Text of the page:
To understand my next two posts about the iconography of Thai Buddhism, it helps to understand a little bit about Buddhist principles, because the variance of the statues is due to the effort to express the different aspects and nuances of these principles, as well as the life of the historical Buddha. I won’t go too deep, but most forms of Buddhism start with the Four Noble Truths about life. The interpretations are all mine, and my learning of these is really just starting.  And, as promised at the outset of this post, and at the risk of making some of you uncomfortable, I offer up a (formerly) painful personal example to make my experience with each Noble Truth more illustrative!

The Four Noble Truths (by Buddha)

  1. There is suffering in all of life.
  2. Suffering has an origin.
  3. Suffering can cease.
  4. There is a path out of suffering.

Let’s look at these a bit more closely.

  1. There is suffering in all of life.
    • Suffering is an inevitable quality of living. We experience it when we are born, grow into adults, grow old, and die. Everyone experiences suffering, physically or emotionally, at many points in their life. (more)
    • Personal Example: I had a pretty happy and satisfied life with my best friend/wife and young children living in Tucson as a professor, which I loved. Life was exactly as I desired it, and it was good! And then….it fell apart. That life no longer existed, except in my memory. And I suffered profoundly.  To this day, it remains my biggest personal trauma.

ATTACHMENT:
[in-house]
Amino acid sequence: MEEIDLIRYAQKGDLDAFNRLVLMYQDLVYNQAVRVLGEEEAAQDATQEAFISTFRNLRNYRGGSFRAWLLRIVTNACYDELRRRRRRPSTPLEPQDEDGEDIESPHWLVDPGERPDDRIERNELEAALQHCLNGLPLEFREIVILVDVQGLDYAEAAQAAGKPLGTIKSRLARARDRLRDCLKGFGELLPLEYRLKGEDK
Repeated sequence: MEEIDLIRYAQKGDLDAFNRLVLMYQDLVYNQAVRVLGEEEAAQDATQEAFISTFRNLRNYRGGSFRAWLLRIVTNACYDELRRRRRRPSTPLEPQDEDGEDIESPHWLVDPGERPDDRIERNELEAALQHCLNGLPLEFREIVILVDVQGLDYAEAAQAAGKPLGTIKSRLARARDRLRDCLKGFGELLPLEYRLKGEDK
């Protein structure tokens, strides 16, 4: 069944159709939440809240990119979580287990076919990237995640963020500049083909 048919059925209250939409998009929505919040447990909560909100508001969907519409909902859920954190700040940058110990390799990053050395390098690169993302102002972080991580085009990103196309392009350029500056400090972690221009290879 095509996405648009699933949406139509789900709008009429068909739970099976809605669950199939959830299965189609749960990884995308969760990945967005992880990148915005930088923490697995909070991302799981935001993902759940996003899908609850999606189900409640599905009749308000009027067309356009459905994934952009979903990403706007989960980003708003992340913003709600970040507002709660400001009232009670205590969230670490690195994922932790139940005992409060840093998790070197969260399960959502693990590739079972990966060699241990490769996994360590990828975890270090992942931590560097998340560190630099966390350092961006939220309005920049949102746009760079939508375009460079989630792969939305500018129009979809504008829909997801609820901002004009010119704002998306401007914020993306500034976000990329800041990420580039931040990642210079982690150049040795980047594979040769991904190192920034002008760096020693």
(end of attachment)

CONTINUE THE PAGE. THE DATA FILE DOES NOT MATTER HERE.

2. Suffering has an origin.
    • We suffer because we cling to, desire for, and expect things that don’t exist, or if they have existed, no longer exist. We suffer in this because we don’t fully understand how life really works, that everything in life is transient. (more)
    • Personal example: When I got divorced and had to stop living with my sons full time, I suffered because I clung to the idea that I was supposed to, and profoundly desired to, live in an intact loving family. The reality was that my family was no longer “intact”, and never would be again. By clinging to that idea whose time had come and gone, I suffered.
  3. Suffering can cease.